This is market failure due to lack of full information, and asymmetric information to the extent it does exist, is depressing prices. The idea is for the government to hold the assets while the information is revealed, and then resell them later at closer to their full information price.
I think of bank asset portfolios as containing bombs, but nobody knows for sure where the bombs are hidden (though the banks may have a slightly better idea than outsiders). At somepoint, they will explode and cause big disruptions. The idea is for the government to gather up these assets, put them in the bomb containment chambers, and let the ones that are going to explode do so. This reveals the information that is lacking, the ones that don't blow up after a certain time period are just fine, and these will be sold at their "hold to maturity" prices.
The problem here is that not all assets are worth their hold to maturity value - some are going to blow up - so the entire stack is not worth (number of assets )*(hold to maturity value), it is worth (number of assets -number that blow up)*(hold to maturity values), and that means discounting each asset slightly below the hold to maturity value (on average since you don't know which will blow up). [I've assumed assets that blow up are valued at zero, and that all assets are identical a priori, but the formula can be easily adjusted to handle heterogeneity and a non-zero scrap value without changing the main point].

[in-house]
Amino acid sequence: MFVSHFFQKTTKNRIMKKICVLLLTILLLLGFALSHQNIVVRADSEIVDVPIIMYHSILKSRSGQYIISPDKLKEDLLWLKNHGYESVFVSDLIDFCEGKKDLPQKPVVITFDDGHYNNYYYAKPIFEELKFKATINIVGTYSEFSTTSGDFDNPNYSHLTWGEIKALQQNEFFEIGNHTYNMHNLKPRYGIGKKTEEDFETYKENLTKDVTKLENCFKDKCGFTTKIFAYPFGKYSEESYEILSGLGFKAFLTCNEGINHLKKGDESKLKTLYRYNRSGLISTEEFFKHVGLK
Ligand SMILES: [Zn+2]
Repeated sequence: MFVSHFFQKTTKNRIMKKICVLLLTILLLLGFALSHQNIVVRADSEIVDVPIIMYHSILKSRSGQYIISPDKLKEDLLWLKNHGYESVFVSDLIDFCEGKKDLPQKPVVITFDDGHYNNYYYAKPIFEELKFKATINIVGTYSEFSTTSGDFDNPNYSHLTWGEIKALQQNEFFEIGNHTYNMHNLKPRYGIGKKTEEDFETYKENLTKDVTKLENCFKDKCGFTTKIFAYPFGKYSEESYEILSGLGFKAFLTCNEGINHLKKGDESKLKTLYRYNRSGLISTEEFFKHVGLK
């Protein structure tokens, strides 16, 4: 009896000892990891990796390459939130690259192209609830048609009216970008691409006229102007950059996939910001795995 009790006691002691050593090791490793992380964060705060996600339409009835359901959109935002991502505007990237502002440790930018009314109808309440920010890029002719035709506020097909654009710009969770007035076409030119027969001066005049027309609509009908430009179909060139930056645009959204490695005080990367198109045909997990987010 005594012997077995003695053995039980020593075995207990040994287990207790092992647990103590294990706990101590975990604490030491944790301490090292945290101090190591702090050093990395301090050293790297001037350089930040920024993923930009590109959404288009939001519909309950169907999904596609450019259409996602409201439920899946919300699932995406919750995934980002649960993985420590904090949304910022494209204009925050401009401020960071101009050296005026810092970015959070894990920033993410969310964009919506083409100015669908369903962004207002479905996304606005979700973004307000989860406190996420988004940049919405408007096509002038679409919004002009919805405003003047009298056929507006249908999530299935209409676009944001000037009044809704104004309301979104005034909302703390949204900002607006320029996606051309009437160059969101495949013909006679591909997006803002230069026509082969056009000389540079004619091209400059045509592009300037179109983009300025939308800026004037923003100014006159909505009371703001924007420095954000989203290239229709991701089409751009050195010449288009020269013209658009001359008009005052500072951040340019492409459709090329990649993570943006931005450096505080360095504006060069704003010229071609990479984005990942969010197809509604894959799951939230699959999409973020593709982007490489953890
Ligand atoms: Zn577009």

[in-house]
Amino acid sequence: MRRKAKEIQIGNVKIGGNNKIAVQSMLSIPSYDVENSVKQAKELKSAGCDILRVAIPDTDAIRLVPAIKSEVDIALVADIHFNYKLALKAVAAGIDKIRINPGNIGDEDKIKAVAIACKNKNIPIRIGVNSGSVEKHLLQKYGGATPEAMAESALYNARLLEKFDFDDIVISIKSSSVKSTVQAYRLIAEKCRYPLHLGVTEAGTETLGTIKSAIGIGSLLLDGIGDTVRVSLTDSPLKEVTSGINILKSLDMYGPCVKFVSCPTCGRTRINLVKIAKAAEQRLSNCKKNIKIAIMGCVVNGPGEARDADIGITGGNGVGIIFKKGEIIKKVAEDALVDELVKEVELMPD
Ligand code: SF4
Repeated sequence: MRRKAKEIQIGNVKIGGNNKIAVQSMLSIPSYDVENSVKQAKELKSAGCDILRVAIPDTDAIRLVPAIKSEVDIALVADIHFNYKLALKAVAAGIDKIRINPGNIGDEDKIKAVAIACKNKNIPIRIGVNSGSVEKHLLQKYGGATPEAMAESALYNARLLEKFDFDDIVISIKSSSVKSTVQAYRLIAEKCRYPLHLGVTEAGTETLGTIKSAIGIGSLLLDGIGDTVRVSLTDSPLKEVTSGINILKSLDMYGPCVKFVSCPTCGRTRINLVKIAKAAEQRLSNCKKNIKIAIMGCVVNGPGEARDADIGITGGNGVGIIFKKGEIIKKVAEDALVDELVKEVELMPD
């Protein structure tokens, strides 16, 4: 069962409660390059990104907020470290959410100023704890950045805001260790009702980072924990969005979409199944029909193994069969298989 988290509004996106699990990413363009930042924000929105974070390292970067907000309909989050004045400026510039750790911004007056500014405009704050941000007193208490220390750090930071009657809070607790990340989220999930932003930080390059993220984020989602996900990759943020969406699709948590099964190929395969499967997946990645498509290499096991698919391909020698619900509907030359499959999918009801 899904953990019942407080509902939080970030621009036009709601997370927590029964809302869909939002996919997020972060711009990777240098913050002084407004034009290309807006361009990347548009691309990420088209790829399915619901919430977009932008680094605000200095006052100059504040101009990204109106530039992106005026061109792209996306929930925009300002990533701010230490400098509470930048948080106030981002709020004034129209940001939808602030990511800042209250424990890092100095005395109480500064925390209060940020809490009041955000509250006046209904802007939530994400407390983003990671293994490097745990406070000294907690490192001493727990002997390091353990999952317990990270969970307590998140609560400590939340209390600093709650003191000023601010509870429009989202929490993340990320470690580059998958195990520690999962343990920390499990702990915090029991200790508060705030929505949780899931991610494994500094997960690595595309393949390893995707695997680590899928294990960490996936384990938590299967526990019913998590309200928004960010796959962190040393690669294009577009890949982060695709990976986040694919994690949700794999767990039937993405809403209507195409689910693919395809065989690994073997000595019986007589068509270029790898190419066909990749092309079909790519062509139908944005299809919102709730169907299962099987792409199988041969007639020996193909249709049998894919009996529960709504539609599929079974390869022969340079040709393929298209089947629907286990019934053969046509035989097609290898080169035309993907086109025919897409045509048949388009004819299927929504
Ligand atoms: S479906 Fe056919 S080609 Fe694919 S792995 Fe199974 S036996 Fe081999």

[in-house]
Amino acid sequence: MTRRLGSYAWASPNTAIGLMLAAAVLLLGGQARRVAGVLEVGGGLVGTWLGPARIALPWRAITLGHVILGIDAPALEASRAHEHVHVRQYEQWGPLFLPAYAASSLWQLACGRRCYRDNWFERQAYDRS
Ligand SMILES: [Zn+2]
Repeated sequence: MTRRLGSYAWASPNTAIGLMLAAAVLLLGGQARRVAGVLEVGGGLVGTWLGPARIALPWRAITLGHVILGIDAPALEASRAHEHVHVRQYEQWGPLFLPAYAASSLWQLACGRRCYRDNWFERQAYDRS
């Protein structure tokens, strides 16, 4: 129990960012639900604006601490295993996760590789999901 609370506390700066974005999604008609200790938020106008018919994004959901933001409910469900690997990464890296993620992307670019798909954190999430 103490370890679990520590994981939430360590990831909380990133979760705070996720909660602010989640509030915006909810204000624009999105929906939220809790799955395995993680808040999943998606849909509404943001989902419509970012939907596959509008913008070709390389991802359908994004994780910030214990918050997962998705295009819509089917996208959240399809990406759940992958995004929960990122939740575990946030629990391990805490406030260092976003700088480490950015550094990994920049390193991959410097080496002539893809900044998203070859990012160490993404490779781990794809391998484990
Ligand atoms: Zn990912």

This value will be above (number of assets)*(today's market price), but it will be less than (number of assets )*(hold to maturity value), so it seems to me that the correct price (setting aside the need to recapitalize) is between the two values. Essentially, if all assets are valued at hold to maturity values, taxpayers will get stuck paying for the ones that blow up. For this, and the risk they are assuming overall, they need a stake in the outcome. [Update: I probably should have noted that this depends upon how hold to maturity is defined, i.e. the degree to which it incorporates the probability of default - this may already be accounted for in the definition - that's why I want to know how this will be calculated. I'm not completely happy with the example, but the point is simple - it's not clear this plan accounts for assets that default - it might but that's not clear yet - and if it doesn't, taxpayers will be on the hook for the assets that default.]
Update: Arnold Kling makes, essentially, the same point:
The fair price depends on the probability that you will default. If
there is a 50 percent chance that you will default, the fair price is
more like $50,000.
The probability that you will default depends on the distribution of
possible paths of future home prices. Along paths of falling home
prices, defaults are much more likely than along paths of stable or
It's hard to know how home prices will behave, but right now if I
were pricing the risk (something I used to do for a living, unlike the
key decision-makers in this bailout), I would include a lot of paths
where prices go down. That would make the "hold-to-maturity" prices of
the mortgage securities, properly calculated, pretty low in many cases.
Update: Real Time Economics : How Will Troubled Assets Get Priced?.